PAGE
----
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Old 09-24-2019, 08:29 AM   #1
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Wiring series of outlets to one GFCI


I was looking at a wiring diagram and they had an example to give a regular none GFCI outlet protection from a GCI.

One example they had 3 GFCI outlets in series using the line screw to go to each GFCI ending with the last wires coming from the last GFCI load screw giving the last regular outlet protection.

But why should you buy all these GFCI outlets at a substantial expense over regular outlets when you can take one GFCI outlet and hook up the first of a series of regular outlets to the load screw of the first GFCI then the following outlets will be in series hooking to each other?
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Old 09-24-2019, 09:12 AM   #2
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Re: Wiring series of outlets to one GFCI


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Originally Posted by JLawrence08648 View Post
I was looking at a wiring diagram and they had an example to give a regular none GFCI outlet protection from a GCI.

One example they had 3 GFCI outlets in series using the line screw to go to each GFCI ending with the last wires coming from the last GFCI load screw giving the last regular outlet protection.

But why should you buy all these GFCI outlets at a substantial expense over regular outlets when you can take one GFCI outlet and hook up the first of a series of regular outlets to the load screw of the first GFCI then the following outlets will be in series hooking to each other?

Usually, it is a matter of convenience. If all the downstream outlets are in the same room, it is a simple matter to reset the GFCI if it trips. The GFCI reset button right there with you. But if all the outlets are scattered around the house, then you have to go chase down the GFCI. Hopefully, you'll remember where it is.
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Old 09-24-2019, 09:24 AM   #3
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Re: Wiring series of outlets to one GFCI


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Originally Posted by JLawrence08648 View Post

But why should you buy all these GFCI outlets at a substantial expense over regular outlets when you can take one GFCI outlet and hook up the first of a series of regular outlets to the load screw of the first GFCI then the following outlets will be in series hooking to each other?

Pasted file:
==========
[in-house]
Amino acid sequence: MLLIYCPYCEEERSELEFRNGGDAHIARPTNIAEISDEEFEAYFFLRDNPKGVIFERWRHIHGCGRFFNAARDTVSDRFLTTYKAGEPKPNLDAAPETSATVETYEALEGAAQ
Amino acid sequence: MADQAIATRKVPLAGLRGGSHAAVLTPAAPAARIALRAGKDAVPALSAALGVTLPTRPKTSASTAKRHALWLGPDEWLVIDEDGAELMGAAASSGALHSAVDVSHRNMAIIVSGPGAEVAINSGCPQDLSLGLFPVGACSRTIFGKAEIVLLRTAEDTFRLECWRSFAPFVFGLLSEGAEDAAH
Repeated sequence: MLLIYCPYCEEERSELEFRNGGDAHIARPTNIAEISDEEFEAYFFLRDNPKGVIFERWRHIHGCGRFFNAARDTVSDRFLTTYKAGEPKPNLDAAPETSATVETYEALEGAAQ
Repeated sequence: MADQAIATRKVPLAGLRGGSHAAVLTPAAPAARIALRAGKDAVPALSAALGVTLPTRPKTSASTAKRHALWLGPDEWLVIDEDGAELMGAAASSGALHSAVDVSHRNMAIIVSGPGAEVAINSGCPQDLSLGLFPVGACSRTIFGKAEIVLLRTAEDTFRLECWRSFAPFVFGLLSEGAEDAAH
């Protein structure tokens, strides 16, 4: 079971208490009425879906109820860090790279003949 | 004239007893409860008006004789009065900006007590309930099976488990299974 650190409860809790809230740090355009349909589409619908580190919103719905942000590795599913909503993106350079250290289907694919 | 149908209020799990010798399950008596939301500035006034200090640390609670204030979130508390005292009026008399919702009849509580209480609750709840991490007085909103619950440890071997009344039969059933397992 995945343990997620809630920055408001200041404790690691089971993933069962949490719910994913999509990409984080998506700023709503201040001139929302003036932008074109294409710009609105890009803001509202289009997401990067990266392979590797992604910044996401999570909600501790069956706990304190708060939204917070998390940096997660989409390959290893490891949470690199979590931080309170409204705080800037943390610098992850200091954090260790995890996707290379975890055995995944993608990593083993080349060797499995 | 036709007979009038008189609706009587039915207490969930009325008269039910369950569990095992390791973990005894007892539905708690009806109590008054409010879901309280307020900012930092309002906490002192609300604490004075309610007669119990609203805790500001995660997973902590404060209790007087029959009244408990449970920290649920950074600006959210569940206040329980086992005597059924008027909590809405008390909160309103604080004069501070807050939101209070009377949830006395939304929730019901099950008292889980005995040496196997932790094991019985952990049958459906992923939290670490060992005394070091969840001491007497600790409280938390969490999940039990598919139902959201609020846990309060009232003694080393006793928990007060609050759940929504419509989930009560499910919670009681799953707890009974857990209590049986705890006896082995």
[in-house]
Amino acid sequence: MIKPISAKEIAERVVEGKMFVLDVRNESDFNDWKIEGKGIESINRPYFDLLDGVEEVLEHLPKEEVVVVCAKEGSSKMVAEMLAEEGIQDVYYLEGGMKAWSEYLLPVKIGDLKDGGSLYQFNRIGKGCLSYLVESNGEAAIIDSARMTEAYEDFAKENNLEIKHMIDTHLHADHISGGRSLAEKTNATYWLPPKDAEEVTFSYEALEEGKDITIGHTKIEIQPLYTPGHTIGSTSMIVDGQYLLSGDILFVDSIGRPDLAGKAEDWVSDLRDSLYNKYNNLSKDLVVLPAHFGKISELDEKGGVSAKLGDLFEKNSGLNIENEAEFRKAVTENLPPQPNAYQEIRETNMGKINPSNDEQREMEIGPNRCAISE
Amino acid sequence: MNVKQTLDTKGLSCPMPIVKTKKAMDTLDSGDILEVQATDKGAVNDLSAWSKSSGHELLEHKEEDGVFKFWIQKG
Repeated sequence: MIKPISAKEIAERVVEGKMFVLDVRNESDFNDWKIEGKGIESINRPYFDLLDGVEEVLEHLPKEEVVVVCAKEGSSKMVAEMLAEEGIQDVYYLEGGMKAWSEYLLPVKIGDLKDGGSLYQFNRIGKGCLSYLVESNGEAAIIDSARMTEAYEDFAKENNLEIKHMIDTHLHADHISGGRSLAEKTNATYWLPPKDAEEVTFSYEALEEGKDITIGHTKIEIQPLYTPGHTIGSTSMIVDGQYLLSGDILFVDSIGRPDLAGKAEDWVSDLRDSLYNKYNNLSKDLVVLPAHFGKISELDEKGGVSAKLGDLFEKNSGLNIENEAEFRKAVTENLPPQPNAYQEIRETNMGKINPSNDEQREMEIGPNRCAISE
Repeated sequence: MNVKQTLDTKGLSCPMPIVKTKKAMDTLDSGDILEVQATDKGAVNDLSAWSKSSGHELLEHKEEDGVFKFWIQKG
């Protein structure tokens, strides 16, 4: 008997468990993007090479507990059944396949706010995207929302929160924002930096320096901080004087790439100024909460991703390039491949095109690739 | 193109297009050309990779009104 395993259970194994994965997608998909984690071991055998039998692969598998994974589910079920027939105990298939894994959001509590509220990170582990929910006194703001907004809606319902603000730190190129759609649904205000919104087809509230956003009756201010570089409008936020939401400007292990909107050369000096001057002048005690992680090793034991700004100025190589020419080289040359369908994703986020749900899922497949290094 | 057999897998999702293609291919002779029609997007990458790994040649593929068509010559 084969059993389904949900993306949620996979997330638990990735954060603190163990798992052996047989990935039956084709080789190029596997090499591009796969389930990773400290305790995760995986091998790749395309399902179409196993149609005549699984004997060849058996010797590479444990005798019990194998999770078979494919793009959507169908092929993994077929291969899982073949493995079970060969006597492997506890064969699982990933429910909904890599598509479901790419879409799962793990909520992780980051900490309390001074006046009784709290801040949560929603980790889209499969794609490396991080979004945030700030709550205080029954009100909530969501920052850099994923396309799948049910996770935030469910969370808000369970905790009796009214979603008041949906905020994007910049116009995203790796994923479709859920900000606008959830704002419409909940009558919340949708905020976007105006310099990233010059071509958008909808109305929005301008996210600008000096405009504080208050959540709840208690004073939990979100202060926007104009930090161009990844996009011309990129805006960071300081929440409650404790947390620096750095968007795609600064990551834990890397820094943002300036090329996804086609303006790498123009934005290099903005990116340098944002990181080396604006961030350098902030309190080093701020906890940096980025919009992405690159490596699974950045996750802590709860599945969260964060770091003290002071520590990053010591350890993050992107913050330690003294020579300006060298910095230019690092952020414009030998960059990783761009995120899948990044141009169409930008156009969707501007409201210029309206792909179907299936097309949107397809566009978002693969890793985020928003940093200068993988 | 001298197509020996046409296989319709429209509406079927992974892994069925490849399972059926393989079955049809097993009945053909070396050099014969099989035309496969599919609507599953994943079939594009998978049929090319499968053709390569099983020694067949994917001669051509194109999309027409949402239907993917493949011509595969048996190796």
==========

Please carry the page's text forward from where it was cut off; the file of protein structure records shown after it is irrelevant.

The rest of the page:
These devices have become very inexpensive over time. Certainly not as inexpensive as a regular duplex outlet but the gap is greatly closed.


I would not underestimate the value of point of use GFCI. This forum is riddled with confused home owners wondering why their bathroom GFCI keeps tripping with nothing plugged in only to discover that same GFCI covers a few outdoor outlets. So if the outlets are all grouped in the same room on the same branch circuit then maybe a single GFCI makes sense. If the outlets are in different rooms with different purposes I would discourage being penny wise and pound foolish.
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Old 09-24-2019, 09:50 AM   #4
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Re: Wiring series of outlets to one GFCI


RAL238 and curiousB, that makes sense tripping and the GFCI is not in the same room. I can easily see a regular outlet tripping the GFCI and you have to track it down.

I was thinking a regular outlet connected to a GFCI in a quad box in the laundry room or a series of outlets in a garage or shop where you can unplug the offender!
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Old 09-24-2019, 10:19 AM   #5
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Re: Wiring series of outlets to one GFCI


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Originally Posted by JLawrence08648 View Post
RAL238 and curiousB, that makes sense tripping and the GFCI is not in the same room. I can easily see a regular outlet tripping the GFCI and you have to track it down.

I was thinking a regular outlet connected to a GFCI in a quad box in the laundry room or a series of outlets in a garage or shop where you can unplug the offender!
If someone is putting two GFCIs side by side and they are on the same circuit...they didn't know what they were doing.

In a garage or shop though you may have two or more dedicated circuits which means two or more GFCIs.

In my basement finish job I had a GFCI for the countertop receptacles, workroom, garbage disposal and bathroom. All of those are on different circuits. There is technically a preexisting GFCI for a couple plugs in the workroom that also handles an outdoor receptacle and one of the sump pump. So that's 6 GFCIs for the basement that are all very much required that cannot be run off eachother.
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